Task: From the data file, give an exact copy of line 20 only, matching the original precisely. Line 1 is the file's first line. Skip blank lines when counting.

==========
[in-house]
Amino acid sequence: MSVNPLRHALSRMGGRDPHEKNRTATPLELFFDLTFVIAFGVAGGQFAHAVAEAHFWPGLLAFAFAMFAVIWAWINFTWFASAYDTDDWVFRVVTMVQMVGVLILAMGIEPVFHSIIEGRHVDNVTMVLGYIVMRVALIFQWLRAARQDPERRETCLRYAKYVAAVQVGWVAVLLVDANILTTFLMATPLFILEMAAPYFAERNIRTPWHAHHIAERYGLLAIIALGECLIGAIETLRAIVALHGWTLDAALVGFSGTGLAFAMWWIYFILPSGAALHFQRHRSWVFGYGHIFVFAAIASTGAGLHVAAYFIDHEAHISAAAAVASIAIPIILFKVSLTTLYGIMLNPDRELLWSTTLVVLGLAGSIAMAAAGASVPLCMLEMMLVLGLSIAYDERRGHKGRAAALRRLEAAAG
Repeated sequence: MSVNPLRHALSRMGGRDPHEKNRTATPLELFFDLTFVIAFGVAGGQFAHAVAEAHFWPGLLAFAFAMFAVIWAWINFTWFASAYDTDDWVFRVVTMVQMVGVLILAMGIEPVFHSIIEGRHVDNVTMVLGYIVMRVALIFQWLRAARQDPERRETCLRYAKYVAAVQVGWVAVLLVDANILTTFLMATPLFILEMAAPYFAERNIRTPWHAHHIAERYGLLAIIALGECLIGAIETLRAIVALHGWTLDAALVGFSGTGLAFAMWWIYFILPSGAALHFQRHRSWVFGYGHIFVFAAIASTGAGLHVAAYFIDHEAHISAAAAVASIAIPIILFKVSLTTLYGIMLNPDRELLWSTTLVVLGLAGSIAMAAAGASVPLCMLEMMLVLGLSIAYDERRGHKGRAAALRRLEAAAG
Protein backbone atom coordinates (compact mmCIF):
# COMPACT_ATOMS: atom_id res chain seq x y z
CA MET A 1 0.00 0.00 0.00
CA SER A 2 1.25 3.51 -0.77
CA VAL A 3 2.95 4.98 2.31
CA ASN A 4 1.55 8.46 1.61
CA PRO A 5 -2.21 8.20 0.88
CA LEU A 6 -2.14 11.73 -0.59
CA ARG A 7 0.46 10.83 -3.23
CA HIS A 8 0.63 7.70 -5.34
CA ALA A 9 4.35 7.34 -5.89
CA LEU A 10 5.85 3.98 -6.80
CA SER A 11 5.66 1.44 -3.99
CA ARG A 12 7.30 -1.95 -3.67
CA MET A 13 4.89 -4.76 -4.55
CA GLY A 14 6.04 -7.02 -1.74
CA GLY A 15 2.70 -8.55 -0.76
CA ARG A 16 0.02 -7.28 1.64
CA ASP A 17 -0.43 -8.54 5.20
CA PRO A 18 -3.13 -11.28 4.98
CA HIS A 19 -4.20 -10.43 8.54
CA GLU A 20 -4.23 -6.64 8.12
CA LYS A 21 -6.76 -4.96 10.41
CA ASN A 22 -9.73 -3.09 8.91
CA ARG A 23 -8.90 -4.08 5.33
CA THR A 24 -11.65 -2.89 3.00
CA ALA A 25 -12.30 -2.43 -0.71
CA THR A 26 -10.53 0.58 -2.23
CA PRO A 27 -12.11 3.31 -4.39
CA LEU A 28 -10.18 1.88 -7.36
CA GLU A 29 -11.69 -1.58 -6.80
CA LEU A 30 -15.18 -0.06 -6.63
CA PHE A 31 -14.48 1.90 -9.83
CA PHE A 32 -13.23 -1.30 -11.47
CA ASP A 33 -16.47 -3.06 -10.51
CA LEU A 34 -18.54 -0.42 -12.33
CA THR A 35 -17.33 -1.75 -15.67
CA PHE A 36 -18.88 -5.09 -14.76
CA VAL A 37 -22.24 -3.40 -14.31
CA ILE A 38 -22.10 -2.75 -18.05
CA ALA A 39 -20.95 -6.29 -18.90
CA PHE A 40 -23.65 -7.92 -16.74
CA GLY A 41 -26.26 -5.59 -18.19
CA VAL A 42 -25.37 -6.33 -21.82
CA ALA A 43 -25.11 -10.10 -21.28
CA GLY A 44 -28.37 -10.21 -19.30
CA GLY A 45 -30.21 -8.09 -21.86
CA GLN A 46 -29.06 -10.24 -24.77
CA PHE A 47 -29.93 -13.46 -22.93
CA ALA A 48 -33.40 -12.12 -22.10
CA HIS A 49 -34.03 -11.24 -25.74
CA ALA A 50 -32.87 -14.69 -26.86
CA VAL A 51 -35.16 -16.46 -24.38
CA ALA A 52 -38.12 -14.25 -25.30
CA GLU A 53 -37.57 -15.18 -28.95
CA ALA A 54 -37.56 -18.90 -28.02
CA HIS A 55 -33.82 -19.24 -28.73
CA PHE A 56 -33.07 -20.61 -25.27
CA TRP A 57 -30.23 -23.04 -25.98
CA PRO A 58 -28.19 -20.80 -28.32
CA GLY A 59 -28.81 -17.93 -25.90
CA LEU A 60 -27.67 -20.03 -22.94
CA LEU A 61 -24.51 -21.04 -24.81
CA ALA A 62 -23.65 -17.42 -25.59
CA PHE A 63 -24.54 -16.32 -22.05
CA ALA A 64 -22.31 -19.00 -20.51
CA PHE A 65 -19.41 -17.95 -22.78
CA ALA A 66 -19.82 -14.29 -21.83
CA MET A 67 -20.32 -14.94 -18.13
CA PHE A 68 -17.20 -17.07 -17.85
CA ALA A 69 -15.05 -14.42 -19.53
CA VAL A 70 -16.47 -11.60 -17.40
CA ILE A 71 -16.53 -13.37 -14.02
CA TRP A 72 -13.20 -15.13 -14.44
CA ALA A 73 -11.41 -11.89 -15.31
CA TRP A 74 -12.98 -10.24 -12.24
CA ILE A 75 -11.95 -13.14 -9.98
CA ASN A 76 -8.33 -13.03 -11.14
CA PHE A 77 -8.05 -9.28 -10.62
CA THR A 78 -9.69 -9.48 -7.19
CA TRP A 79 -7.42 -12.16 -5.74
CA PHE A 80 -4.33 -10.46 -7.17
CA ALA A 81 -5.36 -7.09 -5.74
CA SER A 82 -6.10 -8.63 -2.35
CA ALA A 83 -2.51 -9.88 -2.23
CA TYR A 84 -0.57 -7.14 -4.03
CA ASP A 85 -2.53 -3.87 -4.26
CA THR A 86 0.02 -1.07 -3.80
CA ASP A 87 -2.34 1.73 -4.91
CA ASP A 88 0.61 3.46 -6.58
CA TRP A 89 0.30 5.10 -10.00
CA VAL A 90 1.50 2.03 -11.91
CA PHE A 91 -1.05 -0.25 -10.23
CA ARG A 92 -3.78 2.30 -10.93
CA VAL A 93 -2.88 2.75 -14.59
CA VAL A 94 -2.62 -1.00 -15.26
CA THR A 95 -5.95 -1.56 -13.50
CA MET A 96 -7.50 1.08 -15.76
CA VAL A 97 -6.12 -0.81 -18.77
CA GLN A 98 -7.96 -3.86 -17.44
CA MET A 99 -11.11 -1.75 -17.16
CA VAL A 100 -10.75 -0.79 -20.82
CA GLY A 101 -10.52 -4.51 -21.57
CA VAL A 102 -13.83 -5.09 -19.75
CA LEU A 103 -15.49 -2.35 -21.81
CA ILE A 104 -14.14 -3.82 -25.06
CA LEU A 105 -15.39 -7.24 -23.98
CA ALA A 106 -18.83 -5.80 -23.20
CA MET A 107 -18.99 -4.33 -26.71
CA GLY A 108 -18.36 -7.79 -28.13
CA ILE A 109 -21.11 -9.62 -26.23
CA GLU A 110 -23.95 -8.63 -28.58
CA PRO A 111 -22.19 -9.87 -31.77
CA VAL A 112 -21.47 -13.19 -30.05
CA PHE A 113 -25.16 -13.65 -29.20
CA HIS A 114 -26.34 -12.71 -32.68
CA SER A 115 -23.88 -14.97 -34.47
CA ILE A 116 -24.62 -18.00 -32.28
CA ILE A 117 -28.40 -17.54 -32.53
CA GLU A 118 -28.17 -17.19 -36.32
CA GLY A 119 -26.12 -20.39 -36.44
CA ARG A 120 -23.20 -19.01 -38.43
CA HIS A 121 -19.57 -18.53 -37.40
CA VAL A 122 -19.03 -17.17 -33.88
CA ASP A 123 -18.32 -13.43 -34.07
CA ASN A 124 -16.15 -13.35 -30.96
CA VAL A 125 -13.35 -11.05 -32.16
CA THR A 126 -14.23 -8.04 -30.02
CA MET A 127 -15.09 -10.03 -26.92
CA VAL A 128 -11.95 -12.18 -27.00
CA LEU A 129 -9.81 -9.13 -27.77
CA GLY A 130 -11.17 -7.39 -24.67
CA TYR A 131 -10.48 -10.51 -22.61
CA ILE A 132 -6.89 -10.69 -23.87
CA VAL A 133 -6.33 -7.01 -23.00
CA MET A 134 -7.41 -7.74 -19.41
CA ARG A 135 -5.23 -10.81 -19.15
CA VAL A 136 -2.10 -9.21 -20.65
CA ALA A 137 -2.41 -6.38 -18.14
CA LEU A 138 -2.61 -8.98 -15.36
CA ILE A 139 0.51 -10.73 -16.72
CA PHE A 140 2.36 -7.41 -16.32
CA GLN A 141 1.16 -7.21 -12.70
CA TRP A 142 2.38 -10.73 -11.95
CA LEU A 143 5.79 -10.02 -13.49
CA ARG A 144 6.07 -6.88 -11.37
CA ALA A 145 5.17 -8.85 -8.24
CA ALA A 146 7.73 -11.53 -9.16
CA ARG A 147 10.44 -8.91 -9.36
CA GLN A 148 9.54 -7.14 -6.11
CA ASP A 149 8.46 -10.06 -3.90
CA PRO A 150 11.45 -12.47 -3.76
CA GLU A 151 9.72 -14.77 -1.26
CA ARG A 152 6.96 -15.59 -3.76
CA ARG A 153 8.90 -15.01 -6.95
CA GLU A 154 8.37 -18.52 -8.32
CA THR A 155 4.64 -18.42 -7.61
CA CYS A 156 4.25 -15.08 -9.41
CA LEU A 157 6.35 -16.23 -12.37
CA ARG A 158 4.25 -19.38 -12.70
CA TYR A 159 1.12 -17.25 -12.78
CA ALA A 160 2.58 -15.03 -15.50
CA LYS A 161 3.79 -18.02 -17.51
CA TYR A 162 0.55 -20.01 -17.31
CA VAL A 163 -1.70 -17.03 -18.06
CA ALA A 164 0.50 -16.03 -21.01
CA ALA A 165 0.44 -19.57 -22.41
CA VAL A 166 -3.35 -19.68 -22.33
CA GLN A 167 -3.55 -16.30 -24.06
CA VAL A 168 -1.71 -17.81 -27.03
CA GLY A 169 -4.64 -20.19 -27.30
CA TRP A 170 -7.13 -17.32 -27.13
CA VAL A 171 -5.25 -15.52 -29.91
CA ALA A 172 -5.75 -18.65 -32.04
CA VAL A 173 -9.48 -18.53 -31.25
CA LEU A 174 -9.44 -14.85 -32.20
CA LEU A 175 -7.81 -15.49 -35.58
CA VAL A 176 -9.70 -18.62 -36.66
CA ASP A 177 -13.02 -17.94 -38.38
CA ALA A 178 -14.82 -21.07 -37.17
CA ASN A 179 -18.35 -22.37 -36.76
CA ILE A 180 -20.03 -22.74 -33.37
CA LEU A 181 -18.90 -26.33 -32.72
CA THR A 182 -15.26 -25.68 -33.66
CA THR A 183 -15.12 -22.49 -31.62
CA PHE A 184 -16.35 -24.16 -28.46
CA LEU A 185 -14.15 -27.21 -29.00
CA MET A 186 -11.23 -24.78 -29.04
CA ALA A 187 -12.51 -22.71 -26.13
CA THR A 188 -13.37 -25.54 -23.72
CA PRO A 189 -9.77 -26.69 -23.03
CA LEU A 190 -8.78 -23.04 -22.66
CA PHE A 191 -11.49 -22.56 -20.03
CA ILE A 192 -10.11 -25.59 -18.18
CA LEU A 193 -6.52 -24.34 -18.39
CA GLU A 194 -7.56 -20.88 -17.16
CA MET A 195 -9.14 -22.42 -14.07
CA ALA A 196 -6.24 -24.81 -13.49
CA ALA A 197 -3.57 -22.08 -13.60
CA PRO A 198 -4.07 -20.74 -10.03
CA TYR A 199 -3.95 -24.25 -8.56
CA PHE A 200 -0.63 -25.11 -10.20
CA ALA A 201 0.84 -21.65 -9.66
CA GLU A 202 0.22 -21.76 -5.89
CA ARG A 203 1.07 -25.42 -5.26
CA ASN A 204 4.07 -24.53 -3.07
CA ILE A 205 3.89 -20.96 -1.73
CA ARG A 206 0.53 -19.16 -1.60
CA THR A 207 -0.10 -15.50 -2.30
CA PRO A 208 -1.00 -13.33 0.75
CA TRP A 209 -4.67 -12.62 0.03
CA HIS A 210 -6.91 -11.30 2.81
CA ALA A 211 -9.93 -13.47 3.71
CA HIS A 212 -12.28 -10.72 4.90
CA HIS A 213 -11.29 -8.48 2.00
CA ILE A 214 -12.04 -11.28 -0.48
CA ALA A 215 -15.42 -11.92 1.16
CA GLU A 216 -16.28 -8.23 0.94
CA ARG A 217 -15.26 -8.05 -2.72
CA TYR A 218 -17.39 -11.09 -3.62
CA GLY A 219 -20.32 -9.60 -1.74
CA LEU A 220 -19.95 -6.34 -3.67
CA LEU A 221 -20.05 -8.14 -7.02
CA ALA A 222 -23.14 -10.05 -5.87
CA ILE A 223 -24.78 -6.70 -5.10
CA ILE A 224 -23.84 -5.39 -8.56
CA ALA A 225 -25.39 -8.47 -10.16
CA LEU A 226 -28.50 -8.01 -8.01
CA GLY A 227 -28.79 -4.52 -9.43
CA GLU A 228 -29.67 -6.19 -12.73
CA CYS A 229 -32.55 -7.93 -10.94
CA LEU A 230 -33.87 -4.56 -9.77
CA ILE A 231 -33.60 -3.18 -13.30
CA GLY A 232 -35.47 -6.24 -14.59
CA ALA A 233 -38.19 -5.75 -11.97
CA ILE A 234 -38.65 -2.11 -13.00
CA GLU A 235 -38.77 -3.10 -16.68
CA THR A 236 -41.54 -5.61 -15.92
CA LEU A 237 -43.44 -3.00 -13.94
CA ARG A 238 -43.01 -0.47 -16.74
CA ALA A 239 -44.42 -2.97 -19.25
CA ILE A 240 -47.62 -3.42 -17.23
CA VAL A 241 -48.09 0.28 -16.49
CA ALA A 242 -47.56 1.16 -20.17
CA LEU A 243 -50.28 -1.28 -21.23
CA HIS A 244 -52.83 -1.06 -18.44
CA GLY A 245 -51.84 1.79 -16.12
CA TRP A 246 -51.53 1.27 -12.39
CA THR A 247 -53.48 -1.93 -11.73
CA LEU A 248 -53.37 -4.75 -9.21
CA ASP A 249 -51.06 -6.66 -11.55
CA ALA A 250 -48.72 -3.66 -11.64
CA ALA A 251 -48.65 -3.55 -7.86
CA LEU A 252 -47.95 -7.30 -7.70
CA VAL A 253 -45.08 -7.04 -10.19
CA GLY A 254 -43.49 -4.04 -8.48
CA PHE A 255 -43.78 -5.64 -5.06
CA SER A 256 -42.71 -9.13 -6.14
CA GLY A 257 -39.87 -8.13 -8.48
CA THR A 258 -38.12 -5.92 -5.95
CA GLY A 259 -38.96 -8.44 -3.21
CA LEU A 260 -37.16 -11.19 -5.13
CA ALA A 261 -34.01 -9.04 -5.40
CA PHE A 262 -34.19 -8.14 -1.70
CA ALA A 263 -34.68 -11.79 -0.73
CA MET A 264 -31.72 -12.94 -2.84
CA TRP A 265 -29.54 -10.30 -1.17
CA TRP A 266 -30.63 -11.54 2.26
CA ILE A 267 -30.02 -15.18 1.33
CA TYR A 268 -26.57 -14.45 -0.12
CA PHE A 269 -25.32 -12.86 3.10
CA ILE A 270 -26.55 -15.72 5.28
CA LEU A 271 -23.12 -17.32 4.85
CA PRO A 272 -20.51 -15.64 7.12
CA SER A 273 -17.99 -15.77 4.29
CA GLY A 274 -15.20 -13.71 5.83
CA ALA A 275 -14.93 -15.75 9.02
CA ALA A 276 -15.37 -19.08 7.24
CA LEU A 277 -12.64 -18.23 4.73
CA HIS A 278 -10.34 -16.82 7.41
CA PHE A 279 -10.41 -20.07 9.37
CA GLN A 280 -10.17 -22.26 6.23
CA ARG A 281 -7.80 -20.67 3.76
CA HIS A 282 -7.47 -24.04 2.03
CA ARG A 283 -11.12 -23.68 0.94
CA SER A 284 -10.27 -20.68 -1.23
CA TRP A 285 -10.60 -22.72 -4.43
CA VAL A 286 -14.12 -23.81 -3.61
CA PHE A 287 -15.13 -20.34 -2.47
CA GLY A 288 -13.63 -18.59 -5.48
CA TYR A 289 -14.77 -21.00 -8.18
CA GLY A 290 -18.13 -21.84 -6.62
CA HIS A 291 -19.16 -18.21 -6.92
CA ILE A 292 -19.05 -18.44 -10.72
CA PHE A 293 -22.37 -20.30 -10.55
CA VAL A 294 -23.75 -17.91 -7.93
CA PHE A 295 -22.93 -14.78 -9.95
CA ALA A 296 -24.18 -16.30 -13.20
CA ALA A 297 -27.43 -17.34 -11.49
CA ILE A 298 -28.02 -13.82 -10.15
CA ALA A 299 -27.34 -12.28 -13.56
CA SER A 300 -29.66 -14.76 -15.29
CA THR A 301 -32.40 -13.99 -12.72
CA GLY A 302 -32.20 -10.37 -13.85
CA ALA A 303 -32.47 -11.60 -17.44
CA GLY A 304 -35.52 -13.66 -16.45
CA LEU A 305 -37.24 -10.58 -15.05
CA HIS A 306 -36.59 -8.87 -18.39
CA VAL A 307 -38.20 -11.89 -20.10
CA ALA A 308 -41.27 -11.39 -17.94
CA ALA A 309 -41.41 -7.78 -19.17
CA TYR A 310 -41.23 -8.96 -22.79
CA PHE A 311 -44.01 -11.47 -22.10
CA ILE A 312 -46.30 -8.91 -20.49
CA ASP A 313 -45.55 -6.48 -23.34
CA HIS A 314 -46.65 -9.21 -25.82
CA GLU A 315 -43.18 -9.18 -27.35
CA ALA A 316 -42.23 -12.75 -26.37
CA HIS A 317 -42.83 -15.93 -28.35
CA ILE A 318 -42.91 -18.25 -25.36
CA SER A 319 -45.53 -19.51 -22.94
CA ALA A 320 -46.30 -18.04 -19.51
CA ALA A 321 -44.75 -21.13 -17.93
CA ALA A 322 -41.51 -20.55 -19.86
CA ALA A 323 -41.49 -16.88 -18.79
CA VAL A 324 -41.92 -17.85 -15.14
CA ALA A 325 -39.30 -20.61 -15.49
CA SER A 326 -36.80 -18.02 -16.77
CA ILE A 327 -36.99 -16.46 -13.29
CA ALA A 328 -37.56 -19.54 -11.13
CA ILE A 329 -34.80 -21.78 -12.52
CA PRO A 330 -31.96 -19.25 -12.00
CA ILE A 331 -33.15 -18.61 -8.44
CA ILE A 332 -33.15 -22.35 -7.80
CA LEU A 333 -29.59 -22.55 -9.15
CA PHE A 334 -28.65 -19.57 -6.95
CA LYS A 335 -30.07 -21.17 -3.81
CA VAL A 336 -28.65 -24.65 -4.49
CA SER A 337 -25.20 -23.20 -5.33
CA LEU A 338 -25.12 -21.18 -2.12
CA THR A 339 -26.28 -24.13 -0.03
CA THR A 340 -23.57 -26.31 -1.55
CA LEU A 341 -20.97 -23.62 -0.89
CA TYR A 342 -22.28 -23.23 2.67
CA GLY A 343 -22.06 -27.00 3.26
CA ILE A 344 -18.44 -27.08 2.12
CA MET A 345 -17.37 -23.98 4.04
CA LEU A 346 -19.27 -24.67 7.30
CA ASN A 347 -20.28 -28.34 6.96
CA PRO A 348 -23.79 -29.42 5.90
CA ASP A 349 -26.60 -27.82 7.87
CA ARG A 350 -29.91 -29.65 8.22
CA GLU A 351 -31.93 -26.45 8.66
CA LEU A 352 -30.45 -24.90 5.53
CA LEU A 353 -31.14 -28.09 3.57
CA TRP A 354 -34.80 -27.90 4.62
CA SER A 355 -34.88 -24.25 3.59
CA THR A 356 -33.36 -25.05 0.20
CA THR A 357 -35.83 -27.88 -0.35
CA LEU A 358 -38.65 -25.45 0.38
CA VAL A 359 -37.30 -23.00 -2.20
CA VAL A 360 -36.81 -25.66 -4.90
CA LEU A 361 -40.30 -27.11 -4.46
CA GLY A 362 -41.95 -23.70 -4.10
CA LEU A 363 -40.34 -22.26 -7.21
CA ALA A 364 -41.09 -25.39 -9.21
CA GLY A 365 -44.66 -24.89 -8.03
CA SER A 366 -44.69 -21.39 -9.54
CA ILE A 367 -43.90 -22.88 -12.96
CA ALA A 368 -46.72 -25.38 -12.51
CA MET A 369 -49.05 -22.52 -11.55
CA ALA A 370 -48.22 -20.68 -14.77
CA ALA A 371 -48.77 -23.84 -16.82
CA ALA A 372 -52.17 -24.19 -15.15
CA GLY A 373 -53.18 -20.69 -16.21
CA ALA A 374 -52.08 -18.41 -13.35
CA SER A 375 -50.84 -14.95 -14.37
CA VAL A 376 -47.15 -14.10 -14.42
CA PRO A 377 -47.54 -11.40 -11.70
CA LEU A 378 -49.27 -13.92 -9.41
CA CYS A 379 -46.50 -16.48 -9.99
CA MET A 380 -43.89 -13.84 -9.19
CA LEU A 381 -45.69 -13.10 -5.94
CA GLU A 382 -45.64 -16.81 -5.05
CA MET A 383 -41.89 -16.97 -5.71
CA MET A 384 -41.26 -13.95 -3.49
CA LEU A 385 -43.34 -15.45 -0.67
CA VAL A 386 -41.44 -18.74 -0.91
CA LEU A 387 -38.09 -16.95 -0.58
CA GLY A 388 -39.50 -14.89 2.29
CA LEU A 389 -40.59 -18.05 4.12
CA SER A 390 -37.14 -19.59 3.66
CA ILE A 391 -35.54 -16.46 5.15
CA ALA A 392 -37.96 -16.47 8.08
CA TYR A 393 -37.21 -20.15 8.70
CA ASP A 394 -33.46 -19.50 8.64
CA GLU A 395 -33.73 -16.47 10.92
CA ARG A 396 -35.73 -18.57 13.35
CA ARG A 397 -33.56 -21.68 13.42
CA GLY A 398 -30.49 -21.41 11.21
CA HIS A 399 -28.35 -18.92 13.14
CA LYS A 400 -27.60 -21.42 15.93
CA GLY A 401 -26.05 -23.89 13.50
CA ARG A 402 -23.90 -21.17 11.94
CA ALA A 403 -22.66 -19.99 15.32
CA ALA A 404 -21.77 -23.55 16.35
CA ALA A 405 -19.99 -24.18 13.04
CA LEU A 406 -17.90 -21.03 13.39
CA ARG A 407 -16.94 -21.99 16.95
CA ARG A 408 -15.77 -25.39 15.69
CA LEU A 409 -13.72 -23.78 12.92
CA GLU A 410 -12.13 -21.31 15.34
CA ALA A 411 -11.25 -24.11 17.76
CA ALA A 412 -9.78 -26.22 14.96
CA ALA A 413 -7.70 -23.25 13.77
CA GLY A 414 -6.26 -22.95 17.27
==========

CA GLY A 15 2.70 -8.55 -0.76